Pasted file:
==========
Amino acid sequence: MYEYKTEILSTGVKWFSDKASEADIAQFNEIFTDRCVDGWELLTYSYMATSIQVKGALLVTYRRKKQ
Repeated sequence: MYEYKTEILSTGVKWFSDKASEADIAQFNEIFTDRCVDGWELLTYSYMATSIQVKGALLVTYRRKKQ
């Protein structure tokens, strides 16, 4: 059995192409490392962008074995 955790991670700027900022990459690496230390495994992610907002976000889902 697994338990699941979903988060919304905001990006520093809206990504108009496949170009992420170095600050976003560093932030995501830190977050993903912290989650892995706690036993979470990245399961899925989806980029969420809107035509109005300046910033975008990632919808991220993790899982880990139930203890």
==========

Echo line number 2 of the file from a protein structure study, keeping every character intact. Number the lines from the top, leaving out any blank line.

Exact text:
Repeated sequence: MYEYKTEILSTGVKWFSDKASEADIAQFNEIFTDRCVDGWELLTYSYMATSIQVKGALLVTYRRKKQ